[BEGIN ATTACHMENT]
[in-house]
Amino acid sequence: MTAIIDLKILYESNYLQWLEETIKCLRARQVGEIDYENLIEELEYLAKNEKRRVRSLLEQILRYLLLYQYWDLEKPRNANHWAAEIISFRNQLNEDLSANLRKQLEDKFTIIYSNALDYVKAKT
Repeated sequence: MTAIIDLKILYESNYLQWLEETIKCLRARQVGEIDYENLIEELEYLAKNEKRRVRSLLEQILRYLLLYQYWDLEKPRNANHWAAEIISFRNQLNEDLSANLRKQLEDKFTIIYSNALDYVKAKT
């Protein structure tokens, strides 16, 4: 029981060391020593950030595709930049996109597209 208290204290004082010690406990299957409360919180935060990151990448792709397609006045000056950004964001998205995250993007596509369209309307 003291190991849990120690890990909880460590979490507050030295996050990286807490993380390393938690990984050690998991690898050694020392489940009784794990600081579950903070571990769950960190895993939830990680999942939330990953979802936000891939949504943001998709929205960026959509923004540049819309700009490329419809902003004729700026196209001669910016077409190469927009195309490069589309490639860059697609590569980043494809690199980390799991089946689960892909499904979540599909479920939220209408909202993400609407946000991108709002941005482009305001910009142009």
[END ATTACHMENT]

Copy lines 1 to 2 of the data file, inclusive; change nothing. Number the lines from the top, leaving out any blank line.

[in-house]
Amino acid sequence: MTAIIDLKILYESNYLQWLEETIKCLRARQVGEIDYENLIEELEYLAKNEKRRVRSLLEQILRYLLLYQYWDLEKPRNANHWAAEIISFRNQLNEDLSANLRKQLEDKFTIIYSNALDYVKAKT